I've noticed memory loss where I can remember events from decades ago, but struggle with short-term memory, frustrating to say the least.
    Sorry to read of your little accident, hope all heals well !
    Hugs,
    ~Jo

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  5. That was interesting and a bit scary!

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  6. Oh My! Scary! I sometime forget ,too. I did remember my oldest baby turned 51 today!!! Dottie

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  7. I know it is scary, and though I make light of it, what can we do... I guess my main concern is burdening my family, my children. Alzheimer's can last 10-20 years and with health care in the state it's in, I think they are probably going to end up putting the elderly to sleep one day.

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  8. You are so funny, Donna! And that was my grandmother's favorite phrase: Getting old ain't for sissies! So Dr. Oz just had a show on this and his doctor guest said carbs are the culprit. He said less bad carbs and more healthy fat (including butter!!!) and even Alzheimer's patients are showing improvement! The great thing about the brain is its neuroplasticity. Try some of the free games at Lumosity.com. I have a lot of trouble with word recall (simple words and I'm only 50) and doing those games every day even for a short while makes a big difference! Learning anything new (like your French Rosetta Stone) and working out the brain makes it strengthen and grow like a muscle. I love that on Lumosity you can determine which part of the brain needs work and pick a game that strengthens that specific area. Also Dr. Daniel Amen has lots of great info on the brain. He's often on PBS specials, has books out and it looks like he even has a segment on TedTalks. I think there is much hope!

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    1. Kirsten, I remember worrying about menopause in my 40's. Now, I have to worry about health issues and dementia. I love what Steve Martin said once, "I'm as happy as can be, knowing that I am going to die one day." I have heard even little things or changes, like driving a different route to somewhere or eating with your left hand if you're right handed; little things like that supposedly kick start synapses up there. Hopefully, we'll live fully to a ripe old age. Me, I want to go out with a bang!

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  9. A dear, vibrant, vivacious friend of mine was diagnosed last year. I went to see her as soon as I was able and was very sad to see her struggle to try and remember things. Once a world class French Chef, she can no longer cook anything at all as the range is a danger to her. She is on some medications now which have kept her in about the same place for a year now. I spoke with her husband a few days ago and if I can get away, will go and stay with them in Hawaii in the spring. Everyday, I have concerns about my own memory loss. We all have to carry on as if each day is more precious than the last.

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    1. Well said, Ry. It is so very sad. Your friend sounds like she has Diffuse Lewy Body Syndrome to be progressing that fast. I sound like I have my Ph.D. We ought to be able to get a version of that when we help put our spouses through all those years of school, typing tests, dissertations, filling in, etc. Your last sentence is going to be my mantra this year.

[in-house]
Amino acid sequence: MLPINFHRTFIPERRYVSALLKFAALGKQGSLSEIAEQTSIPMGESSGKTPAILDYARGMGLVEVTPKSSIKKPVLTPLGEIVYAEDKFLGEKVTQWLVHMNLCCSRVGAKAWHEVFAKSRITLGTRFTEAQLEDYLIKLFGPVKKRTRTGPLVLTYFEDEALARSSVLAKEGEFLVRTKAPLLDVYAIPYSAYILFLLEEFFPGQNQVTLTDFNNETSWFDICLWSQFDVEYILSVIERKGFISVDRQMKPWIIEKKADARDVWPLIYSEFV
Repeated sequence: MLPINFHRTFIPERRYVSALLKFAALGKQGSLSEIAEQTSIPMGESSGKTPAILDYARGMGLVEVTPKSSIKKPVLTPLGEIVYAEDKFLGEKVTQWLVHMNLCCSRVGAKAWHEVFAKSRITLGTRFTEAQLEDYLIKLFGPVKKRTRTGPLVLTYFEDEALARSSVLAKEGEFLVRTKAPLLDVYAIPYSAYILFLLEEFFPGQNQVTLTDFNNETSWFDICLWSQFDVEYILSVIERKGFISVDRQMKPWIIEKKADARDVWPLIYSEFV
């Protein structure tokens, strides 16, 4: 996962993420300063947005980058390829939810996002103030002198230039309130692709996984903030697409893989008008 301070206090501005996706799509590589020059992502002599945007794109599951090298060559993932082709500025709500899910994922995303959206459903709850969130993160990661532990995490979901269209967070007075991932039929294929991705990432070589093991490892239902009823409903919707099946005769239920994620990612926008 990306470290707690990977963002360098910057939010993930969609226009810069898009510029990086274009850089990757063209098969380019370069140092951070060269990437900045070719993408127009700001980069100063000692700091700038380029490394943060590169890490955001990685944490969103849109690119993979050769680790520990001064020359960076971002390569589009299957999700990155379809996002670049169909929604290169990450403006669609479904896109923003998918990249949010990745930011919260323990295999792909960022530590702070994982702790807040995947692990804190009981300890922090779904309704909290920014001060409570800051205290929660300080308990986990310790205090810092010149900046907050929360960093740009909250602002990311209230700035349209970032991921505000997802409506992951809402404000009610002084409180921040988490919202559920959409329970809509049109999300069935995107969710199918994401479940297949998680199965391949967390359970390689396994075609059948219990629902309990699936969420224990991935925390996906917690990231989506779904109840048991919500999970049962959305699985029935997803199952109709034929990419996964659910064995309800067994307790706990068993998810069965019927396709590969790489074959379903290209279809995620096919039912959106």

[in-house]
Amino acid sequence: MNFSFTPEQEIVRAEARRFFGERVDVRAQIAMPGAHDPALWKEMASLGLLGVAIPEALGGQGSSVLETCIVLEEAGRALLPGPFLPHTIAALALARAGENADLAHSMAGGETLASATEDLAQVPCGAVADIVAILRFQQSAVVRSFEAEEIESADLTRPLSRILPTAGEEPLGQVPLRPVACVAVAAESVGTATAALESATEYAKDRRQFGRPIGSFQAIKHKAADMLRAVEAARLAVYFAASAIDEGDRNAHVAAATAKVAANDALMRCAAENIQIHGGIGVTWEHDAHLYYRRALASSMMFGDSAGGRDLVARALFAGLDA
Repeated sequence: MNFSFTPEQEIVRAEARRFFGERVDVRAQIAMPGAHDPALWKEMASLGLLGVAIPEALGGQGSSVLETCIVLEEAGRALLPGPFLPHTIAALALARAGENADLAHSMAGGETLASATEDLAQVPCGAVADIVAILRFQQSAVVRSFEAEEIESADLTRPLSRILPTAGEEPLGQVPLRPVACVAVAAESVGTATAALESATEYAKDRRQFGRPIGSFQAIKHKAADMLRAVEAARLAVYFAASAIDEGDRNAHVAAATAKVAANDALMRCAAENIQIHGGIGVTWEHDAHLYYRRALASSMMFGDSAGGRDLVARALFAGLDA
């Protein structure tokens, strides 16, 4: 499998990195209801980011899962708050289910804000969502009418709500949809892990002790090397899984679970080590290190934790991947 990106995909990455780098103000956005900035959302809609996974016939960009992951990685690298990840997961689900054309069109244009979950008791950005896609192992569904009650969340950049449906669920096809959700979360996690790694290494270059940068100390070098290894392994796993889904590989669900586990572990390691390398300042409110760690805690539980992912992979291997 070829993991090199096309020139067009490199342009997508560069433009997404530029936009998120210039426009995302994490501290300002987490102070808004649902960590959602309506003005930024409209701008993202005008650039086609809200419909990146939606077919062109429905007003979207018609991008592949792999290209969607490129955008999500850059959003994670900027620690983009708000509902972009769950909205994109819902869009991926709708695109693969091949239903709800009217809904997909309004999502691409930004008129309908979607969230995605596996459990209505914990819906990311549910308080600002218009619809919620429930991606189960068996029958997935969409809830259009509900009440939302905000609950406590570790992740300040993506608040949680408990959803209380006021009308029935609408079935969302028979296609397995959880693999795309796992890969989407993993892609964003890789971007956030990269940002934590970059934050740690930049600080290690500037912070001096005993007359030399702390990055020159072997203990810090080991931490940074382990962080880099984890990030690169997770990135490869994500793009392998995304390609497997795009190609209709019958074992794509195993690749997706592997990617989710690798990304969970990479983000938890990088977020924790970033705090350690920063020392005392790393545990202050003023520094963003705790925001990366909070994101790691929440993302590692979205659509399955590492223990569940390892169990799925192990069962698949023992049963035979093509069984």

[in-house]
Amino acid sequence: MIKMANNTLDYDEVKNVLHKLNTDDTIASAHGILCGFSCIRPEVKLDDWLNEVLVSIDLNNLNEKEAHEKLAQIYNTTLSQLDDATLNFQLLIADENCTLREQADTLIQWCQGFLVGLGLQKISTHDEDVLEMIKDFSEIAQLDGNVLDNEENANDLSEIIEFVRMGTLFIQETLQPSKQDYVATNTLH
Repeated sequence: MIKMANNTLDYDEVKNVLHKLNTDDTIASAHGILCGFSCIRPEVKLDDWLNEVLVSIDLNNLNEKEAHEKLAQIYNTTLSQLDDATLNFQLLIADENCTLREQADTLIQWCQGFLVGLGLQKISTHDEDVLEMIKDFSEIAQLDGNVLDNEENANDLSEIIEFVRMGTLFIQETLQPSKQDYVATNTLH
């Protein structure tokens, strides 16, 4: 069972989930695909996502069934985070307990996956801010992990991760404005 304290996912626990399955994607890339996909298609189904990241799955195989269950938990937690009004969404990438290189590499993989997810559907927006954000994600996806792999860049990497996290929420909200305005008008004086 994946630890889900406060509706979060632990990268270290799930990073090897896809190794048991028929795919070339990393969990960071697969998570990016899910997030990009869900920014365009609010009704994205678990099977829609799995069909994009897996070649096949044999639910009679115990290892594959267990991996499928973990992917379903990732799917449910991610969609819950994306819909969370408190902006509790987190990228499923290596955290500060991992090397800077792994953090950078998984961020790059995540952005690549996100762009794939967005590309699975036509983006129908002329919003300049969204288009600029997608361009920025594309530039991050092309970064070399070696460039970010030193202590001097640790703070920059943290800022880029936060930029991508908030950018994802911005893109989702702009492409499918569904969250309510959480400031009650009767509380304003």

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  10. LOL!!! Oh my God, we are in the same boat. I appreciate that visit with the doctor. Don't worry my dear, the other day I FORGOT I took a bath! I touched my hair and it was dry, and I thought, hey, did I take a bath?.. I was going to wash this head of hair and it's dry! So I not only forgot I took a bath, I forgot to wash my hair when I DID take a bath. GEEZ turning 60 sucks! My mom was with me recently and is 87 and showing signs of Alzheimer's, it pretty much freaked me out as it is supposedly genetic. However, she didn't have problems till her mid 80's and therefore less likely genetic for her children. I think it scares all of us, women especially. MY new years Resolution has been to change my eating lifestyle and frankly, I feel better already. YouR title "Aging Ain't for Sissies" is so apt, someone emailed me THAT VERY QUOTE today, Bette Davis originally said it.

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  11. Jeri, I thanks for sharing, I do feel better. Did you ever go to Wal Mart and forget to put on your bra? I have forgotten to wash out the cream rinse before. I once went to town with two different shoes and even this fall, I was walking around with my dress inside out! Aging does suck. I saw a tee shirt recently that said something like Don't Grow Up Kids, It's A Trick. I can't imagine how I got old so fast. Didn't know Bette Davis said that. Interesting. I said before, I believe you and I live in parallel universes.

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    1. Donna, Well, I did have my sweater on backwards last week! There is a book called "Menopause and the Mind" (Amazon has it) which describes all this mental weirdness to a tee. Whenever I feel like "I'm losing my mind", I pull out that book and it helps immensely. We MUST be in a parallel universe; after my friend gave me the Bette Davis quote, I thought to myself "That would be a great blog post!) And you did it, perfectly.

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  12. Donna, thank you for posting this funny but serious information from Dr. T. I can certainly relate. I have to go through a long check list every time I walk out the door, and it doesn't always help! My doctor told me a warning sign is being somewhere and not knowing where you are, which I have avoided so far.

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  13. Oh, my dear sweet childhood friend, Tracy... Good to hear from you. Need you to email me so we can visit. I wore my dress inside out this summer. Just so many things I am forgetting. I'm still worried about it. Loved hearing from you.